An important phase of life, retirement is positively viewed by most people, with time for oneself and one’s family, the start of a new, longer and more active era—one of good health if possible, with the rise in life expectancy. But retirement also crystallises anxieties, which are based for the most part on the threat of a decline in income once the working life is over.
In most countries of the Organisation for Economic Co-operation and Development (OECD), the ageing of the population, together with a low birth rate—and a low rate of immigration—are putting pressure on pension systems and their financial equilibrium. Even in countries with a mainly young population, such as those in the Middle East and North Africa, pension plans are encountering financial difficulties.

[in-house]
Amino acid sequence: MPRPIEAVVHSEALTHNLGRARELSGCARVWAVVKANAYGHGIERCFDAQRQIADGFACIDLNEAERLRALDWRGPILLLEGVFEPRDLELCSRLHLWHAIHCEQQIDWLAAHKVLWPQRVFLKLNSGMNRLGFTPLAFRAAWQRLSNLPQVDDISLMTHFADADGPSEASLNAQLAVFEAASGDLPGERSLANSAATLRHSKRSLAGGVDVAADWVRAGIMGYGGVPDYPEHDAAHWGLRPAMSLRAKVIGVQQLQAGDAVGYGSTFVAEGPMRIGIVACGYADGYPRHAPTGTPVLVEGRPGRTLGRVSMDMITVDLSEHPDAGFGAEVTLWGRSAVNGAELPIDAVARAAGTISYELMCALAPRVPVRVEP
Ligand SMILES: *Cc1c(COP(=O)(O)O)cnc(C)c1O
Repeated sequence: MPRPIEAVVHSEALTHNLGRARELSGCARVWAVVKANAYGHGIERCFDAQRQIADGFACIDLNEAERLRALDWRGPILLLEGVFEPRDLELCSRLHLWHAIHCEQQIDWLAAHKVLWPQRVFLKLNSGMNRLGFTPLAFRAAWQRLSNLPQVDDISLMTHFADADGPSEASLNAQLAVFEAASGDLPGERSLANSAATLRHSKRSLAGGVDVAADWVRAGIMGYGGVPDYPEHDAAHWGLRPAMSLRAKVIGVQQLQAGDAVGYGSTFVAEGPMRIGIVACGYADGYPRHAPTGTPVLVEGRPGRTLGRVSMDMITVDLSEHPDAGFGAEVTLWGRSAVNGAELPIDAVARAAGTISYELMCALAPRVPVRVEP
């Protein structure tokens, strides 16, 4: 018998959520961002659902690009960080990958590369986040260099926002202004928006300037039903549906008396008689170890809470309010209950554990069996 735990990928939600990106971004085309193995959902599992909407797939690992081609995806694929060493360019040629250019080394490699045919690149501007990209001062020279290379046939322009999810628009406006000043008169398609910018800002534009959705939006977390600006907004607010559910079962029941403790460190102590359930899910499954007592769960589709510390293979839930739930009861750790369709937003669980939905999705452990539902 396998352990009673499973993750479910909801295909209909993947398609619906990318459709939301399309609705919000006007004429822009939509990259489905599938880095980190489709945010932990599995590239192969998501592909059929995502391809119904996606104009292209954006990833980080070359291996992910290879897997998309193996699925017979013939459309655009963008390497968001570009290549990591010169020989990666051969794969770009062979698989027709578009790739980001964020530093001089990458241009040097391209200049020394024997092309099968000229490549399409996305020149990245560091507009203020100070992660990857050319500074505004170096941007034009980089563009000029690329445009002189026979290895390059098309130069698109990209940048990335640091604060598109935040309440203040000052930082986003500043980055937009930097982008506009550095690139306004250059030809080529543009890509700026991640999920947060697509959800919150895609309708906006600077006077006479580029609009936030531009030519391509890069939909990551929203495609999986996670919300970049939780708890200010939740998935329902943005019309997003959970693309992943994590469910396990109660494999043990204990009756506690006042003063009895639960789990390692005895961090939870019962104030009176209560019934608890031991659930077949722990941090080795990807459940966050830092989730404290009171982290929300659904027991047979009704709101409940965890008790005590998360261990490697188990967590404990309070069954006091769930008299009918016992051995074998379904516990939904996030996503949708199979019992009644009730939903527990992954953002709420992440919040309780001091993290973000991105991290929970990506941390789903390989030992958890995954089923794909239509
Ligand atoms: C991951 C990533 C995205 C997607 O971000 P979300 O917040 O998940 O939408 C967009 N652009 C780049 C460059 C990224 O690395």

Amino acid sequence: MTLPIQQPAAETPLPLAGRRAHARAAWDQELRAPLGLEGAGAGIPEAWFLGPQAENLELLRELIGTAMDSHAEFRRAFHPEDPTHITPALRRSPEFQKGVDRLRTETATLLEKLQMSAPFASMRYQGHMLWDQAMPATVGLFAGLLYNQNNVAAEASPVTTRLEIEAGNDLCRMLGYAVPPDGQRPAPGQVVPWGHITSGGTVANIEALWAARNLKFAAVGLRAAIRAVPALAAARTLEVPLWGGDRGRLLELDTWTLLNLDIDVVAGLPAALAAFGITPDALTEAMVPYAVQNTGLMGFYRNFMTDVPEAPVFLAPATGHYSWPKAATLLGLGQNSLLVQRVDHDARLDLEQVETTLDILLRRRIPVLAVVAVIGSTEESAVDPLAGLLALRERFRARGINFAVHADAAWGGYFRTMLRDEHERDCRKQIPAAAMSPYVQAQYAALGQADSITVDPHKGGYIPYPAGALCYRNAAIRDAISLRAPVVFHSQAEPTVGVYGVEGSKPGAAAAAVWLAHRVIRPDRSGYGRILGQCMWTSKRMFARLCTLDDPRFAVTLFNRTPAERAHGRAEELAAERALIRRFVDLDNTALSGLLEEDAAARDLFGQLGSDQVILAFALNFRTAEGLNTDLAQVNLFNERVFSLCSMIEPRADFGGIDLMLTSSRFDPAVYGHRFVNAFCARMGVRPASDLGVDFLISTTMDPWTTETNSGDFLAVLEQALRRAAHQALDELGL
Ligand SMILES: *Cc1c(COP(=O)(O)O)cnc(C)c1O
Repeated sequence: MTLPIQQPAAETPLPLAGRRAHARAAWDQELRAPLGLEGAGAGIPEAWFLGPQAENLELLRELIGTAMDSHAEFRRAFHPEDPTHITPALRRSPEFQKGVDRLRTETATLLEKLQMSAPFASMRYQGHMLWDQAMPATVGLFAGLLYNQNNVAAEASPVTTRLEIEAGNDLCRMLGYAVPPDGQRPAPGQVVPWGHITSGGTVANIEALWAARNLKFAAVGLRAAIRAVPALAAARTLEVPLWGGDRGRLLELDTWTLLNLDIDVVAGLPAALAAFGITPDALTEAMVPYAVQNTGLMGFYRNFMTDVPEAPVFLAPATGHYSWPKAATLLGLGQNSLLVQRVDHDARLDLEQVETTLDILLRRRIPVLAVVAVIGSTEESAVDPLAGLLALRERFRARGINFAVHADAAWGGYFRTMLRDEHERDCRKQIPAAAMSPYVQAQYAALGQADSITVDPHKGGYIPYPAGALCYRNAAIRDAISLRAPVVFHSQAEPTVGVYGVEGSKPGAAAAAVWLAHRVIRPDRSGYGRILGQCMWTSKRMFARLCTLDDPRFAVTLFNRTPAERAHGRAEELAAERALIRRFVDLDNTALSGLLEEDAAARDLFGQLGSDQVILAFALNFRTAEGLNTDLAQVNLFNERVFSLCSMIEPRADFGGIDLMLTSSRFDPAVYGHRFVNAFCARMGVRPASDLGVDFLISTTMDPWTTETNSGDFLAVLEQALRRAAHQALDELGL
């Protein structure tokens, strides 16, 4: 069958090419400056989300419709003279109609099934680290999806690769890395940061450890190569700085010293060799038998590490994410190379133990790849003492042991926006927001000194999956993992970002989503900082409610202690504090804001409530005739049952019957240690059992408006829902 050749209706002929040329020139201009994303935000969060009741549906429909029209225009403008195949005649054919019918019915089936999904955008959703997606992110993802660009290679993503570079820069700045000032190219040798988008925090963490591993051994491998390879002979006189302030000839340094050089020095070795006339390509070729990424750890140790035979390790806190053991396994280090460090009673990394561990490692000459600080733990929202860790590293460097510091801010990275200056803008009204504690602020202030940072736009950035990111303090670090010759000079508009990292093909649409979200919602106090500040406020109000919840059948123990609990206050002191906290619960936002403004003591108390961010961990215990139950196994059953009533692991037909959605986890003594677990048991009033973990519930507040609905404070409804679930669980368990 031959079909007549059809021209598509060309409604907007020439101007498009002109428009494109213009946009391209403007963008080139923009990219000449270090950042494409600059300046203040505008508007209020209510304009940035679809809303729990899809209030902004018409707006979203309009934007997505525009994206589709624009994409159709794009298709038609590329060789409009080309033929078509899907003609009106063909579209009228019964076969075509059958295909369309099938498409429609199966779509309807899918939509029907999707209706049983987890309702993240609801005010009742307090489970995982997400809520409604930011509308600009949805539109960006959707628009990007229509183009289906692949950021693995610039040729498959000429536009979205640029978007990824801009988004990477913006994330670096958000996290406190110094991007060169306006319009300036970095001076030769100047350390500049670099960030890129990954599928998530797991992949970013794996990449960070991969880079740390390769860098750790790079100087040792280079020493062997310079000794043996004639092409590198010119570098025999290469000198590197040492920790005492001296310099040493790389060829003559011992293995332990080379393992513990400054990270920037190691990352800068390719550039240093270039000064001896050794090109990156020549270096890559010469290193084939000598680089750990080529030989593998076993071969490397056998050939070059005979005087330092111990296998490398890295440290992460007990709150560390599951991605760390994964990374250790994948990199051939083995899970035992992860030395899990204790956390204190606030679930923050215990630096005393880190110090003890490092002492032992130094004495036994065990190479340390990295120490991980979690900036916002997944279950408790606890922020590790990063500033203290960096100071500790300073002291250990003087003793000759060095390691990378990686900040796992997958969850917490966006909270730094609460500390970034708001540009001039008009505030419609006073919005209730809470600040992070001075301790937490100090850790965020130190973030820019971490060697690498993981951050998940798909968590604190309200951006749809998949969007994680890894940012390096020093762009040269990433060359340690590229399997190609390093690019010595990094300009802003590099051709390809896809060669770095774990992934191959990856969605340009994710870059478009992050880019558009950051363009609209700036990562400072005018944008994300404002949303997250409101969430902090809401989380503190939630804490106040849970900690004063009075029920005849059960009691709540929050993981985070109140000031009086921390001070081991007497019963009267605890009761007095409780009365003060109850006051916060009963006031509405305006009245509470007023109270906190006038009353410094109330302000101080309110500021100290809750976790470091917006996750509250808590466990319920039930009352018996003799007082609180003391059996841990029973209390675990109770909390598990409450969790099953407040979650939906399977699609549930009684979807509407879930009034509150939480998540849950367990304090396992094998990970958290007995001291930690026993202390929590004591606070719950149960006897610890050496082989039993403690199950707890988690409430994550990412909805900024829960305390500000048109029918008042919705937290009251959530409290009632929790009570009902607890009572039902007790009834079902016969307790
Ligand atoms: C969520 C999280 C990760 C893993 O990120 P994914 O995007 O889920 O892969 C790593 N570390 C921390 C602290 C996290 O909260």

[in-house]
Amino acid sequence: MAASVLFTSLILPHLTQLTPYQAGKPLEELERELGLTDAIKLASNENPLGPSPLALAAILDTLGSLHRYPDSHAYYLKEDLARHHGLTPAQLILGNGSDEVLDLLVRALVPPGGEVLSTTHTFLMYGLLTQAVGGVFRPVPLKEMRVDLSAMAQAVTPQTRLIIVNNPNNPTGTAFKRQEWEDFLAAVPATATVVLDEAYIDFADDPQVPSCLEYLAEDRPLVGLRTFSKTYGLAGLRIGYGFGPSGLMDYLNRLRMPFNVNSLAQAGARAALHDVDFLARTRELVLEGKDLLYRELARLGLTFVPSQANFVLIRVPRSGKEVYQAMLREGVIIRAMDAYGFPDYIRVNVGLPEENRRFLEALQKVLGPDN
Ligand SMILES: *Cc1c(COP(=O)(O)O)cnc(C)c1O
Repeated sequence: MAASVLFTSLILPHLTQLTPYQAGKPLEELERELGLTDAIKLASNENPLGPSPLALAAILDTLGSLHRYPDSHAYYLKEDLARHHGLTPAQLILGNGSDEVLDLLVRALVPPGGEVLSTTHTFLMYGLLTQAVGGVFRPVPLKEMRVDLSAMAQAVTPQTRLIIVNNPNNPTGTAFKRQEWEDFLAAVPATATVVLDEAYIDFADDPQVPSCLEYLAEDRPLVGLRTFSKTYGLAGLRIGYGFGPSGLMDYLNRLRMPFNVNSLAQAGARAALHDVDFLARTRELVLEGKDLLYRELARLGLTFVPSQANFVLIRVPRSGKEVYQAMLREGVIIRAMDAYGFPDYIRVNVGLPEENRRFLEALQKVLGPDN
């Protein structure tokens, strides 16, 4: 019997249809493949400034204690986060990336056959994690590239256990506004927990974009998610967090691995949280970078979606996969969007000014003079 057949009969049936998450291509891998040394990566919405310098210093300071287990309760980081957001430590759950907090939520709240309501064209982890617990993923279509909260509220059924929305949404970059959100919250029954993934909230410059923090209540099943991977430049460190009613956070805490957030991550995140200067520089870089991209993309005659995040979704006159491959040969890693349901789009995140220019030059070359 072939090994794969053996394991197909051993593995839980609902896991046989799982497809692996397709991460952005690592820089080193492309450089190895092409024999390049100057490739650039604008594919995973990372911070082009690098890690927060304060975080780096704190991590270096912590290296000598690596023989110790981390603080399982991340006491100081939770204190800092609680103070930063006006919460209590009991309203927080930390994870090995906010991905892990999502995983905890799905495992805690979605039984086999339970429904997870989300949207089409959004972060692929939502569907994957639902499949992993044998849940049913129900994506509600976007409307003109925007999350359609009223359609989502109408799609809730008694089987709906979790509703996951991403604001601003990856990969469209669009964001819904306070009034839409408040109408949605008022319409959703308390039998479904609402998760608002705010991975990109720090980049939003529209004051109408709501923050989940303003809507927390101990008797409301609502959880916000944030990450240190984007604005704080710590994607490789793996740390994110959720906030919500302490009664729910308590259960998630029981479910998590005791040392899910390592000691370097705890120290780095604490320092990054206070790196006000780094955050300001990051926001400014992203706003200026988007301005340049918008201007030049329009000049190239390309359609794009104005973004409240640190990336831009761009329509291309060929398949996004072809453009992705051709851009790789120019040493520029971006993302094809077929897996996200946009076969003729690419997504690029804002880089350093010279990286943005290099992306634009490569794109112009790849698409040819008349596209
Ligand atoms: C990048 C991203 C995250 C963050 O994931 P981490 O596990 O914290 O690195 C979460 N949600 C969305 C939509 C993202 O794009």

Faced with this challenge, major reforms have been initiated over the past twenty years to counteract the long-term financial decline of these systems. The economic and financial crisis has disrupted implementation of these reforms, brutally accelerating the rate of change and fuelling the debate between pay-as-you-go pension schemes and funded pension plans. The retirement question has become central to public policy issues in the areas of budgeting, social affairs and employment.